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Columnist J.M. Sorrell: We must take responsibility for white complicity

  • Demonstrators gather at a rally for solidarity with anti-racists in Charlottesville in front of the Minneapolis Republican Party office on Franklin Avenue Monday, Aug. 14, 2017 in Minneapolis, Minn. MINNEAPOLIS STAR-TRIBUNE/TNS/Carlos Gonzalez



Wednesday, December 05, 2018

Racism is my problem. If you are white and reading this, it is your problem, too. To be clear, we are all racist. Does that make you feel uncomfortable? Are you shaking your head and feeling that you are one of the good guys so you are not racist? Are you tired of hearing about white privilege? Do you think that white supremacy is restricted to fringe groups? My greatest hope is that you will reconsider white complicity and that you will join me as anti-racist activists in our personal and public lives.

Well-meaning white people are not immune to the consequences of racism. We contribute to racism — intentionally or not — merely by white existence. It is not a matter of “bad and good.” 

Consider the following statement by author Ijeoma Oluo (“So You Want to Talk About Race”): “White People: I don’t want you to understand me better; I want you to understand yourselves. Your survival has never depended on your knowledge of white culture. In fact, it’s required your ignorance.” 

When I read Robin DiAngelo’s “White Fragility” recently, I understood the author’s difficulty with white progressives when she leads workshops on racism. These participants are often defensive, some defiantly walk out, and some cry as victims as they engage in a “failure to understand that we bring our group’s history with us, that history matters.”

Race is a social construct. White fragility is a state where the depths of racism are not seriously addressed by well-meaning white people. In fact, some white people might say it’s unfair to us because “we did not own slaves,” and we “have black friends.”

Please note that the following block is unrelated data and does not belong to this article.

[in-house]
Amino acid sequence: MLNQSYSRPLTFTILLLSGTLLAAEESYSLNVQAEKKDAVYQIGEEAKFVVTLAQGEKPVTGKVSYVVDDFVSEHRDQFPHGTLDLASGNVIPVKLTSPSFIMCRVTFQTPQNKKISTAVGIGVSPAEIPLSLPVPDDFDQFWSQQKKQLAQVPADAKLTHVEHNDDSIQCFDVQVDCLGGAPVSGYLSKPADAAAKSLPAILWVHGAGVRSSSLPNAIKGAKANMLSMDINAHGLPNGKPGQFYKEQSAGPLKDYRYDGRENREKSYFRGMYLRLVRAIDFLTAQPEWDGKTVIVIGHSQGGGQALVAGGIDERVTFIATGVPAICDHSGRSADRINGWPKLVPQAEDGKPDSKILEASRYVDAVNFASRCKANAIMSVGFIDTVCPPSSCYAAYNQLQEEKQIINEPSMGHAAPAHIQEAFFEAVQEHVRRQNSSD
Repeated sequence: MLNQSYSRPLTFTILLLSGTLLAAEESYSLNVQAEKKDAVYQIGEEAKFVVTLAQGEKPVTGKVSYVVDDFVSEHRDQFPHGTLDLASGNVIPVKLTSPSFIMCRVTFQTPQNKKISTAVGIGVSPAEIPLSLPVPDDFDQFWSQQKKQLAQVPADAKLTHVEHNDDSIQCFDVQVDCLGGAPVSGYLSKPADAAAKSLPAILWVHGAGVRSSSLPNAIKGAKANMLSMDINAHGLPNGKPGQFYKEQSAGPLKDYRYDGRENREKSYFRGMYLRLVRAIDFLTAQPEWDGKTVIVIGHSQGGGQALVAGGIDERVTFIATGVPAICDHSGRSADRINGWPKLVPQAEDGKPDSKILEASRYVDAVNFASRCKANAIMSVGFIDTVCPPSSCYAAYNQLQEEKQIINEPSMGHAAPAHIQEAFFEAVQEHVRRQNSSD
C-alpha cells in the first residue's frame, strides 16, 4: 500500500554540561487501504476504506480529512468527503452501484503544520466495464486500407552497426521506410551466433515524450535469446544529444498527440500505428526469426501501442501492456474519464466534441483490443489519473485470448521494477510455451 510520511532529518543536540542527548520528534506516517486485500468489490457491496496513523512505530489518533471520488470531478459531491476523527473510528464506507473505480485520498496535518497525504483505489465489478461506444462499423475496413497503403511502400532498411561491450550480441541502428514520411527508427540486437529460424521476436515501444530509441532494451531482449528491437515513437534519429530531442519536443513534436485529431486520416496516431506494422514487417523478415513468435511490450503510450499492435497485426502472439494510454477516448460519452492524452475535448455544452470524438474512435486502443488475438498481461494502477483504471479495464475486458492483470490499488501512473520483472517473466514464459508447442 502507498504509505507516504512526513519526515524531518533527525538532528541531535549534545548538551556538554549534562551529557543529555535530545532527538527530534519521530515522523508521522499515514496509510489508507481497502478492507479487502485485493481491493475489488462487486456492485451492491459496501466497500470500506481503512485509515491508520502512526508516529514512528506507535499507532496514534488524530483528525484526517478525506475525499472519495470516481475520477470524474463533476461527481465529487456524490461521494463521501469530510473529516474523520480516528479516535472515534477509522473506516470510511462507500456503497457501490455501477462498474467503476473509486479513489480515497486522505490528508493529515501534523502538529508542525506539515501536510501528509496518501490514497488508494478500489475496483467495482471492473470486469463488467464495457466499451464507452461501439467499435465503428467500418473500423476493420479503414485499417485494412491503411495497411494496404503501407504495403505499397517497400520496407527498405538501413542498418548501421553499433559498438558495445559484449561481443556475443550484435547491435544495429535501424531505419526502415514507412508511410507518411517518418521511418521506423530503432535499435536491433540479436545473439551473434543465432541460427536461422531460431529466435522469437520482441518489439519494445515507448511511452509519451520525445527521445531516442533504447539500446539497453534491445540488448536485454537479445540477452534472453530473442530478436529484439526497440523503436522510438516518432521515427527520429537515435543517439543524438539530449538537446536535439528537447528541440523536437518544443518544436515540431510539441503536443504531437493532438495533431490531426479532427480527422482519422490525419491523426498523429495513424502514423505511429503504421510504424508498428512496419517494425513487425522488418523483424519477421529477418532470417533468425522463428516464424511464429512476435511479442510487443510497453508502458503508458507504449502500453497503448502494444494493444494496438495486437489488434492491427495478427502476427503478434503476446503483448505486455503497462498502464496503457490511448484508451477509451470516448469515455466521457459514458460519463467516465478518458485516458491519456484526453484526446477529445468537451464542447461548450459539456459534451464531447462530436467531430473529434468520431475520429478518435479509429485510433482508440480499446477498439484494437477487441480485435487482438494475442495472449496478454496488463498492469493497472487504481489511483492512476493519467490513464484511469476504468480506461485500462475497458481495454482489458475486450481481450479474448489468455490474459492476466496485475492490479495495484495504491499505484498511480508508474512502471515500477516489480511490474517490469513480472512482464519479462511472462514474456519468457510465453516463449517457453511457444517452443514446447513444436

Professor Ibram X. Kendi recently spoke at UMass where he reminded the audience that our identities are not fixed. His book, “How to Be an Antiracist,” is due to be published next year. Kendi and other anti-racist scholars cut through the mythology that ignorance and hate are at the root of racism. Greed-based self-interest and power are the sources of racist policies. 

In contemporary society and throughout other eras in American history, white people in power have sought to stoke racist fears as a tool to distract poor or uneducated white people from the reality of the source of their oppression — those very white people in power. 

Racism relies on white solidarity. The white racist joke teller may make white people feel uncomfortable, but it is rare that a white peer will take on the person for fear of offending him/her or for fear of being cast out of the group. White fragility depends on silence and complicity. It relies on whites seeing the racist as basically a good person.    

How do we begin or continue to be anti-racist? How do we understand the concept of white culture? Let’s consider that the collective state of white innocence is anything but innocent. Let’s be curious and inspired to be anti-racist. Let’s make mistakes and learn. Let’s own our racism. Only then can we dismantle it. As with any new competence, a heightened consciousness and continual practice will lead to skillfulness. DiAngelo advises us to read works about racism by people of color and white people and to “break with the apathy of whiteness.” She states that “when our fundamental understanding of racism is transformed, so are our assumptions and resultant behaviors,” and she offers notions to consider.

Among those notions: “Being good or bad is not relevant,” “All of us are socialized into the system of racism,” and “Racism hurts (even kills) people of color 24-7. Interrupting it is more important than my feelings, ego or self-image.”

Profit from privilege must be weighed against reduced humanity as we commit to an anti-racist life. Such self-concern about character and integrity may be a starting place. This is not white guilt. No, guilt is a destructive emotion that usually turns into resentment. This is white awareness.

Engage in empathy when a person of color talks about the hurt and effects of institutional racism. There is nothing to defend, and there is much to understand. Listen with your heart. Grieve. Then take action. Anti-racism can start in small and meaningful ways.

J.M. Sorrell is the spokesperson for Noho Pride. She is a social justice trainer, an anti-racist activist and an optimist who believes in the human capacity for growth and goodness.